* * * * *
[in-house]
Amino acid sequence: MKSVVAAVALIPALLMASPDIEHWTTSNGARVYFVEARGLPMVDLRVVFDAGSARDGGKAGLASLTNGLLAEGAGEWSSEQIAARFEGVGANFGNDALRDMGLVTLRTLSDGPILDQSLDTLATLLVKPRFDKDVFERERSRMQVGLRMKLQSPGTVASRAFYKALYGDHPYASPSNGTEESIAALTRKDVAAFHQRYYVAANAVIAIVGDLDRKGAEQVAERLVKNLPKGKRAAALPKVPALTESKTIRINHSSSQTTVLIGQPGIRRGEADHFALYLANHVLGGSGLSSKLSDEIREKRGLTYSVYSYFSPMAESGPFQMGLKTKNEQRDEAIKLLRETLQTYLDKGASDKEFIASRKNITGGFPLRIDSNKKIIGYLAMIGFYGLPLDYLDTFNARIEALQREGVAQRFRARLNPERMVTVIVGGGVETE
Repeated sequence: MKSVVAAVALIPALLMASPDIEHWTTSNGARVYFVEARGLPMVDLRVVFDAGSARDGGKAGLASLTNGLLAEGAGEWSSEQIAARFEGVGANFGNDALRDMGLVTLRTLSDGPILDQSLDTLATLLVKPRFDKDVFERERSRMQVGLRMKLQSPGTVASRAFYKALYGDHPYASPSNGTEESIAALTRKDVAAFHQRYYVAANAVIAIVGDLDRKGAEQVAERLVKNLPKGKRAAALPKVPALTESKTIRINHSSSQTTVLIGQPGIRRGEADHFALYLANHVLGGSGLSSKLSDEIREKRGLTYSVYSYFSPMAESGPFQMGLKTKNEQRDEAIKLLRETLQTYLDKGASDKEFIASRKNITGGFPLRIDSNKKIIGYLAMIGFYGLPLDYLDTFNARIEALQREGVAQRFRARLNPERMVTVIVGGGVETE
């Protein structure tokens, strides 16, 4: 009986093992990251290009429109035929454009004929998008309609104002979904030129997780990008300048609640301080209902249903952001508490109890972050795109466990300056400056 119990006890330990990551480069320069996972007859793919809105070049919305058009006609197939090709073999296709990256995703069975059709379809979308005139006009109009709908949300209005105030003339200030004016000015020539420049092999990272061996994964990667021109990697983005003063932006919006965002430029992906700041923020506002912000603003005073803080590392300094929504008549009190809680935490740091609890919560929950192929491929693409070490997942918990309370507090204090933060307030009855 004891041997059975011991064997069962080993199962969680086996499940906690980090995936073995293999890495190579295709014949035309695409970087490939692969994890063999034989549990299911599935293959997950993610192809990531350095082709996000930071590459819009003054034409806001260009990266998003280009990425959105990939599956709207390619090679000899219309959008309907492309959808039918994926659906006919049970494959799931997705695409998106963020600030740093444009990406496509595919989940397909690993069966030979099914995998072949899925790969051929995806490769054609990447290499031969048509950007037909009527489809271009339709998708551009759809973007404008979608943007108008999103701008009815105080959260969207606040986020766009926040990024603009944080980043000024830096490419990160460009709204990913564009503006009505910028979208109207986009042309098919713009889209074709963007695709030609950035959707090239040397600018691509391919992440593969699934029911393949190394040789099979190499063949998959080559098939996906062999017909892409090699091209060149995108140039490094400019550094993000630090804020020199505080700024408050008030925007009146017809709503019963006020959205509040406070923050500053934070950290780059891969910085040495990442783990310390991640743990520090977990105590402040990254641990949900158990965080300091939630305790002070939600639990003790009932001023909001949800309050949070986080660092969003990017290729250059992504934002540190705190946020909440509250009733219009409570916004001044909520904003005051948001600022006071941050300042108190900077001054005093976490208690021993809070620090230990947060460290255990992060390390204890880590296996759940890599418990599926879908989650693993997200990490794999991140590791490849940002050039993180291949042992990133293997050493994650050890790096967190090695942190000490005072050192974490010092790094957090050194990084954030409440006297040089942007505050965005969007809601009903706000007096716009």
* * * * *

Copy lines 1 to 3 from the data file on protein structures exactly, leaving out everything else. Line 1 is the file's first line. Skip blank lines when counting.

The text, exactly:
[in-house]
Amino acid sequence: MKSVVAAVALIPALLMASPDIEHWTTSNGARVYFVEARGLPMVDLRVVFDAGSARDGGKAGLASLTNGLLAEGAGEWSSEQIAARFEGVGANFGNDALRDMGLVTLRTLSDGPILDQSLDTLATLLVKPRFDKDVFERERSRMQVGLRMKLQSPGTVASRAFYKALYGDHPYASPSNGTEESIAALTRKDVAAFHQRYYVAANAVIAIVGDLDRKGAEQVAERLVKNLPKGKRAAALPKVPALTESKTIRINHSSSQTTVLIGQPGIRRGEADHFALYLANHVLGGSGLSSKLSDEIREKRGLTYSVYSYFSPMAESGPFQMGLKTKNEQRDEAIKLLRETLQTYLDKGASDKEFIASRKNITGGFPLRIDSNKKIIGYLAMIGFYGLPLDYLDTFNARIEALQREGVAQRFRARLNPERMVTVIVGGGVETE
Repeated sequence: MKSVVAAVALIPALLMASPDIEHWTTSNGARVYFVEARGLPMVDLRVVFDAGSARDGGKAGLASLTNGLLAEGAGEWSSEQIAARFEGVGANFGNDALRDMGLVTLRTLSDGPILDQSLDTLATLLVKPRFDKDVFERERSRMQVGLRMKLQSPGTVASRAFYKALYGDHPYASPSNGTEESIAALTRKDVAAFHQRYYVAANAVIAIVGDLDRKGAEQVAERLVKNLPKGKRAAALPKVPALTESKTIRINHSSSQTTVLIGQPGIRRGEADHFALYLANHVLGGSGLSSKLSDEIREKRGLTYSVYSYFSPMAESGPFQMGLKTKNEQRDEAIKLLRETLQTYLDKGASDKEFIASRKNITGGFPLRIDSNKKIIGYLAMIGFYGLPLDYLDTFNARIEALQREGVAQRFRARLNPERMVTVIVGGGVETE